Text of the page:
In this Special Issue on “Functional Porous Materials for Gas Storage and Separations in Emerging Energy Technologies", researchers are invited to submit their recent works on the development of stable and selective sorbents for the enrichment of H2 and CH4 fuels and for H2S, CO, CO2, and other hydrocarbon byproducts’ capture and storage. These will be examined in detail together with materials for safe, high-capacity H2 and CH4 storage for uses in the automotive, aerospace, and energy sectors, in addition to alternative technologies for the recovery of biogas.

Dr. Pasquale Fernando Fulvio
Guest Editor

Manuscript Submission Information

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Please visit the Instructions for Authors page before submitting a manuscript. The Article Processing Charge (APC) for publication in this open access journal is 2000 CHF (Swiss Francs). Submitted papers should be well formatted and use good English. Authors may use MDPI's English editing service prior to publication or during author revisions.

Keywords

  • porous materials
  • functional nanocomposites
  • membranes
  • hydrogen
  • methane
  • enrichment
  • storage
  • transportation

Published Papers (1 paper)

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Research

Open AccessArticle
Influence of the Presence of Different Alkali Cations and the Amount of Fe(CN)6 Vacancies on CO2 Adsorption on Copper Hexacyanoferrates
Materials 2019, 12(20), 3371; https://doi.org/10.3390/ma12203371 - 15 Oct 2019
Abstract
The CO2 adsorption on various Prussian blue analogue hexacyanoferrates was evaluated by thermogravimetric analysis. Compositions of prepared phases were verified by energy-dispersive X-ray spectroscopy, infra-red spectroscopy and powder X-ray diffraction. The influence of different alkali cations in the cubic Fm3m [...] Read more.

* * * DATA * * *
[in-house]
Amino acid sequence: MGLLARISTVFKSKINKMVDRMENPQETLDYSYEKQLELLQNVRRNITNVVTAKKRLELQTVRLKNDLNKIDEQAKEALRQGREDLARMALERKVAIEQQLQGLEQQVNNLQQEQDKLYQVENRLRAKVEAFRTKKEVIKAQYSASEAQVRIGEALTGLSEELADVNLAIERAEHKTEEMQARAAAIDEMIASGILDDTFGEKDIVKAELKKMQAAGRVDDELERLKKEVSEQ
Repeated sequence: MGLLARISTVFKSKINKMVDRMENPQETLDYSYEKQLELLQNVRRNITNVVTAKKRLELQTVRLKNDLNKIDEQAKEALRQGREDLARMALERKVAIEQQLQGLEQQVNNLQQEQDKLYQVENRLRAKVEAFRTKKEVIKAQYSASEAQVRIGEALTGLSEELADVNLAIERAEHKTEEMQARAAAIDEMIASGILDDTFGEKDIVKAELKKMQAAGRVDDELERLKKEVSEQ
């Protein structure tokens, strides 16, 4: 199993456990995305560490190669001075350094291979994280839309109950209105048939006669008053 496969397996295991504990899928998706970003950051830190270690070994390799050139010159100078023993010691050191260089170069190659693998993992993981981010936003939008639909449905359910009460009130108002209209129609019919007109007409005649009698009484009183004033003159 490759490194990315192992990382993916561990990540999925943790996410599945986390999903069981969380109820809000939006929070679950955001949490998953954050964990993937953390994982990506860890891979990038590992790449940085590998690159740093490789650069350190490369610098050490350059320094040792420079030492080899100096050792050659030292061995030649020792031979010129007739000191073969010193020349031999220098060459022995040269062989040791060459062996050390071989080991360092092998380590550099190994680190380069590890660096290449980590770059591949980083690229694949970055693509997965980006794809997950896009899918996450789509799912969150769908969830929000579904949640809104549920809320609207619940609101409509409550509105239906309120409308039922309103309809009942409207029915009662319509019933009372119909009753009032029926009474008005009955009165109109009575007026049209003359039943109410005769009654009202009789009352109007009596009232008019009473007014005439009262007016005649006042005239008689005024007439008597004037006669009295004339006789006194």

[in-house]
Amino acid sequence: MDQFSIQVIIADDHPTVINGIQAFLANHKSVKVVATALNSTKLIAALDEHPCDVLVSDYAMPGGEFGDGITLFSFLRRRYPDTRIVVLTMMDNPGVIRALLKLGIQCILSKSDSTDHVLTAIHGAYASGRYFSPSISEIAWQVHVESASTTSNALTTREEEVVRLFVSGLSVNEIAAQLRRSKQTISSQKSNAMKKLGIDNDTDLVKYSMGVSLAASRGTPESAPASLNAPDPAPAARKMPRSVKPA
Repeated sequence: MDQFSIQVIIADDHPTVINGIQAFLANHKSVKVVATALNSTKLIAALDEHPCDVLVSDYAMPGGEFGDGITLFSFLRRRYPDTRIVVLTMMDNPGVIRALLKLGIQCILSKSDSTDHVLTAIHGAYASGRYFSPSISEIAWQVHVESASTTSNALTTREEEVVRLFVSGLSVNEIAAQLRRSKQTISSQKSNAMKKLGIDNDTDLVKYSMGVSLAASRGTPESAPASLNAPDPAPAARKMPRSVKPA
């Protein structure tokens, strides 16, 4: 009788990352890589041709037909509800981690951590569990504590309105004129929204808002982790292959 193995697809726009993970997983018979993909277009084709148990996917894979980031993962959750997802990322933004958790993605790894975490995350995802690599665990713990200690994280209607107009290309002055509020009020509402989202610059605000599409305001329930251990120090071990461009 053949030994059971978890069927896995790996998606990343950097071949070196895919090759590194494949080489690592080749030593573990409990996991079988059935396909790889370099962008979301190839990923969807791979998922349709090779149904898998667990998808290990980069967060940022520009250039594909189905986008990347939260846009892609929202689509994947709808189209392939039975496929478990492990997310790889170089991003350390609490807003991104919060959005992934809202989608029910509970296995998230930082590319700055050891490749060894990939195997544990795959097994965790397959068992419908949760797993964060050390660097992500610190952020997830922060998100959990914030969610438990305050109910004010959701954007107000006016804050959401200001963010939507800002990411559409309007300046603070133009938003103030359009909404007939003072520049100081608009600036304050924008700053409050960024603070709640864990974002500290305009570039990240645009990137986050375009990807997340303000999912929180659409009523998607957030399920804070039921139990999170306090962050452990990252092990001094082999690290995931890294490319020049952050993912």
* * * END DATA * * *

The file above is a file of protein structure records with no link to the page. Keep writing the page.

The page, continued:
The CO2 adsorption on various Prussian blue analogue hexacyanoferrates was evaluated by thermogravimetric analysis. Compositions of prepared phases were verified by energy-dispersive X-ray spectroscopy, infra-red spectroscopy and powder X-ray diffraction. The influence of different alkali cations in the cubic Fm3m structures was investigated for nominal compositions A2/3Cu[Fe(CN)6]2/3 with A = vacant, Li, Na, K, Rb, Cs. The Rb and Cs compounds show the highest CO2 adsorption per unit cell, ~3.3 molecules of CO2 at 20 °C and 1 bar, while in terms of mmol/g the Na compound exhibits the highest adsorption capability, ~3.8 mmol/g at 20 °C and 1 bar. The fastest adsorption/desorption is exhibited by the A-cation free compound and the Li compound. The influence of the amount of Fe(CN)6 vacancies were assessed by determining the CO2 adsorption capabilities of Cu[Fe(CN)6]1/2 (Fm3m symmetry, nominally 50% vacancies), KCu[Fe(CN)6]3/4 (Fm3m symmetry, nominally 25% vacancies), and CsCu[Fe(CN)6] (I-4m2 symmetry, nominally 0% vacancies). Higher adsorption was, as expected, shown on compounds with higher vacancy concentrations. Full article